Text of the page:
You can learn to skydive!

I met Victoria and Rebecca Bradley at the Sibson Airfield in Peterborough where they jump and train student skydivers. They introduce me to a friend and one of their former students, Lynne, and explain just how accessible the sport can be.

“Like any sport that involves adrenaline and speed, skydiving is quite an emotive thing to do. There are very few people that aren’t moved in some way when they’ve jumped out of a plane, whether it’s to say they never want to do it again, or they immediately want to do it again. We say you should try it at least once, even if you hate it, at least you’ve done it!”

Lynne started skydiving about 18 months ago. “I’d always had it in the back of my mind that I’d like to do a parachute jump, as a bucket list type activity.  I did a charity tandem skydive, thinking it would be a one-off experience, then I got the bug and decided I wanted to skydive on my own.” 

“The first jump was just such an amazing feeling. I was looking forward to it, and when we sat in the door of the aircraft with the wind on my face, I was scared. I didn’t know what to expect, but they literally pushed me out, you have no choice. As soon as the wind hit my face, that was it, I knew I loved it. When I landed I felt totally exhilarated - I’d done it, and just wanted to do it again straight away.”

 Waiting to jump - Rebecca and Victoria in the plane

Waiting to jump - Rebecca and Victoria in the plane

Victoria explains that there’s no specific fitness you have to have, “Core strength is quite important, and a general level of fitness. If you want to start skydiving you just need to decide whether you want to do a tandem (strapped to an instructor), or Accelerated Free Fall (solo skydiving). Once you’re in contact it happens very easily, people are surprised. You just pitch up and get stuck in!”

Rebecca continues, “There are many skydivers that have physical disabilities, partially because of the military side of it. There are a lot of guys that have lost legs or arms, there are ways to adapt the kit for practically anyone to skydive, it’s very inclusive. There’s almost no one that can’t do a tandem if you want to do one to start with.”

Lynne recalls, “My first jump was a tandem, so then I had to start my AFF training. You do ground school for a day and get taught lots of different skills, and you do some consolidation jumps. Before you can jump on your own you have to learn how to freefall in a stable position, then about your equipment and the sequence of things you need to do during the skydive.”

“The first solo jump was a massive difference to the tandem. You’ve got your own parachute, you’ve got the responsibility of looking after yourself. Once you’ve opened your parachute you're on your own, you’ve got to get yourself down. It gives you a great sense of achievement.” 

It is quite an expensive sport, but there are ways to make it less expensive. Tandem jumps cost about £200, but they tend to be a one-off experience. The AFF course costs about £1,500, although Rebecca explains that some dropzones will let you do the course with no real outlay initially and you can pay it off interest free over time.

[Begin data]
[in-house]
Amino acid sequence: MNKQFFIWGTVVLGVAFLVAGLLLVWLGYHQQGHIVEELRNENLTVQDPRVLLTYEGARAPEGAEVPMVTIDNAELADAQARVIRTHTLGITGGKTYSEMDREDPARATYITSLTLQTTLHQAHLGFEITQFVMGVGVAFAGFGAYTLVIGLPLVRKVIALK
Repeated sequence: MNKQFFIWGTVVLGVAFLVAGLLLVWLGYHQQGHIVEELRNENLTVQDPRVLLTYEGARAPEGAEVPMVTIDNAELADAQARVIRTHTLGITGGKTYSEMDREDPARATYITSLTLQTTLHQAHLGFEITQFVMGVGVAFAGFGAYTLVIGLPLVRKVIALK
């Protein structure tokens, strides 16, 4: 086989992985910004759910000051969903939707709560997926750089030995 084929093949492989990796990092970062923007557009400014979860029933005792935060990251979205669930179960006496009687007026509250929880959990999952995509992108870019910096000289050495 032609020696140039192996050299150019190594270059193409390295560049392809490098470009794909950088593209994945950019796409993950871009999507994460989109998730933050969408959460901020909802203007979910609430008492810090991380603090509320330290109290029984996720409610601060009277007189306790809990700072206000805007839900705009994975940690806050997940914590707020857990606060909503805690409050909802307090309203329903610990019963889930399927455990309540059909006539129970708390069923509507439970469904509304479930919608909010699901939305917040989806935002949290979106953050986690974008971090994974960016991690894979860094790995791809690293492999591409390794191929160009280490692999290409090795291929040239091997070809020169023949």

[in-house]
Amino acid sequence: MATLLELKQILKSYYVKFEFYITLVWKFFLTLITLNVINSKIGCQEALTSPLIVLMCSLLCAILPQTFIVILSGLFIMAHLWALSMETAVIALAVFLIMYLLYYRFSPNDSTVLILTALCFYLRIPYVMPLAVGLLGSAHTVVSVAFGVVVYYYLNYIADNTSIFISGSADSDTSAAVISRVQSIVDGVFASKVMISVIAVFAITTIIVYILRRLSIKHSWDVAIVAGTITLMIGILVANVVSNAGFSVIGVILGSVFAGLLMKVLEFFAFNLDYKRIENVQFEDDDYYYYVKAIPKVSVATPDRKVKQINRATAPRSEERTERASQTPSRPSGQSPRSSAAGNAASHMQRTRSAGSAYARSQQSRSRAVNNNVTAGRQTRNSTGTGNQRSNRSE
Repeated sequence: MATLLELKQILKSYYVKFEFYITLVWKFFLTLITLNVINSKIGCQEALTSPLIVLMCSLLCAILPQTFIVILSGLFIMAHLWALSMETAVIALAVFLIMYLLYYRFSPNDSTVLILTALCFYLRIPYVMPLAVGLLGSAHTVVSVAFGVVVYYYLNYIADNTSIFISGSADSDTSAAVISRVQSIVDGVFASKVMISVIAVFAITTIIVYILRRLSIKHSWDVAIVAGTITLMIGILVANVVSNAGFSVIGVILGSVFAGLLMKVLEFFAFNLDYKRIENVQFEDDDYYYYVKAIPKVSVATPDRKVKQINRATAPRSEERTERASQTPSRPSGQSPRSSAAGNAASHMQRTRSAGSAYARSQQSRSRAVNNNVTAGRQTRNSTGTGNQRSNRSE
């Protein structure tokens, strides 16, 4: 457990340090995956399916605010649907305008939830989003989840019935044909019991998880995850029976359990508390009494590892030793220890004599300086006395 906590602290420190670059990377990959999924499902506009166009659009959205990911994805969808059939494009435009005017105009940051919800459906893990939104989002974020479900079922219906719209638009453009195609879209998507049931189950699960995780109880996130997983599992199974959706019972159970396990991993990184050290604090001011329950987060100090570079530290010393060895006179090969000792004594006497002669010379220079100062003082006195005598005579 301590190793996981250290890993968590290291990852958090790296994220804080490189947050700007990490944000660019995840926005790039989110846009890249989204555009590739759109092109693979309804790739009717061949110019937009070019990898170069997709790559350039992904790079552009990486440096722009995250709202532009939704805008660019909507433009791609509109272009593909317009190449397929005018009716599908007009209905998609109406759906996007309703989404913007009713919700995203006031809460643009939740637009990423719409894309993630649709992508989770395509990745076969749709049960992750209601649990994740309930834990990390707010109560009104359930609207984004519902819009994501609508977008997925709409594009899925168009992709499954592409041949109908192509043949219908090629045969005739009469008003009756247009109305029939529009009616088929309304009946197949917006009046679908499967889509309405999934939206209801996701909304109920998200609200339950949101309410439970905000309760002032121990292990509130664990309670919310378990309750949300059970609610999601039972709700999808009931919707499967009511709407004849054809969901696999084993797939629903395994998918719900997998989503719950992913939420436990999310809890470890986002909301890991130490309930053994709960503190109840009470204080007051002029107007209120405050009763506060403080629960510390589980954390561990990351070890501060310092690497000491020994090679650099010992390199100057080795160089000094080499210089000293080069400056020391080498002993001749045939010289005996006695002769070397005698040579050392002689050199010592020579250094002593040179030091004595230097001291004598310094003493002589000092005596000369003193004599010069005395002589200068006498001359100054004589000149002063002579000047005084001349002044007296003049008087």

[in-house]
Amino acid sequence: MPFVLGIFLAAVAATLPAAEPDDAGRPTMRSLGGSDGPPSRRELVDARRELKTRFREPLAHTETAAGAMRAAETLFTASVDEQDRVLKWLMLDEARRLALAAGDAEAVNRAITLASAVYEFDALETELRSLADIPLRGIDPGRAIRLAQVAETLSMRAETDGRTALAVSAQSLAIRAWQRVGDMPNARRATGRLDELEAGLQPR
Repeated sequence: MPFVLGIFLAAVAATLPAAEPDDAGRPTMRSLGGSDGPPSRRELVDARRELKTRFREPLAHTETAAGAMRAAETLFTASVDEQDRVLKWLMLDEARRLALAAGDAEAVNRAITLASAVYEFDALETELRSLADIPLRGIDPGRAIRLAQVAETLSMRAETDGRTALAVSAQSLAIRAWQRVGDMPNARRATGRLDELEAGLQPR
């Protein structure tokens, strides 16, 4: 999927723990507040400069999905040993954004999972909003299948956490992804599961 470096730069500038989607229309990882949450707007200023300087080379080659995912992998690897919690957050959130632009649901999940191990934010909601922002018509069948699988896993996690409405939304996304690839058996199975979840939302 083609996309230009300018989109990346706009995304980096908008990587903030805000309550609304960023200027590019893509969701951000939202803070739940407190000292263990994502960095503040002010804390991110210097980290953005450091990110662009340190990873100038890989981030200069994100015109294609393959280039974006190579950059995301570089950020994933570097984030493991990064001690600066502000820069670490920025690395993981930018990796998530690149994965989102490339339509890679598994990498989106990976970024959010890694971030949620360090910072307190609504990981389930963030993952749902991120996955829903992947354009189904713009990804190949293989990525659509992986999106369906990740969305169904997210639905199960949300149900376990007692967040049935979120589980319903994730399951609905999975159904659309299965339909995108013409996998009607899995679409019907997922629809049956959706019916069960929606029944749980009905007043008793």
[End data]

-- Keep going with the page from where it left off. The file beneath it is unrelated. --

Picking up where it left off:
“Once you’re qualified and you have your own gear it’s about £23 per skydive. For a complete set of brand new gear you’ll spend about £5,000, which isn’t cheap, but you don’t need to buy new. Most people buy second hand to start with and some people go through their whole skydiving career without buying new. That makes it a lot more cost effective, but fact is there is a bit of an outlay.  If you did want that one off experience you can do the tandem jump. Some people do a lot of tandems, they don’t want to learn to skydive themselves but they just love that rush.” 

Victoria describes the characteristics of a good skydiver as “Someone that is willing to listen to advice, take it in, come back better and learn. The obvious implications of not listening and learning are serious. You’ve got to be pretty committed to succeed because of the weather in this country. Every day before jumping, even if jumping doesn’t happen, we give a briefing for the students to remind them of the safety aspects. You’ve got to keep coming for that even if you don’t jump because you must stay current. You have to be committed.” 

“Most people were very surprised when I started skydiving,” says Lynne, “but now they see that I’m doing it regularly they’ve become more relaxed about it, it’s just accepted. I come here most weekends and do two or three jumps a day if the weather is good enough. Victoria and Rebecca started training me on my Level 2 & 3. They were brilliant, so enthusiastic. Seeing other women skydiving just gives you confidence to know that you could actually be really good at it. They're just amazing, so positive, always cheerful. They make you feel that you could literally do anything!”

Find out more about Victoria and Rebecca Bradley and their journey as competitive skydivers, Accelerated Free Fall and Tandem Instructors, and coaches.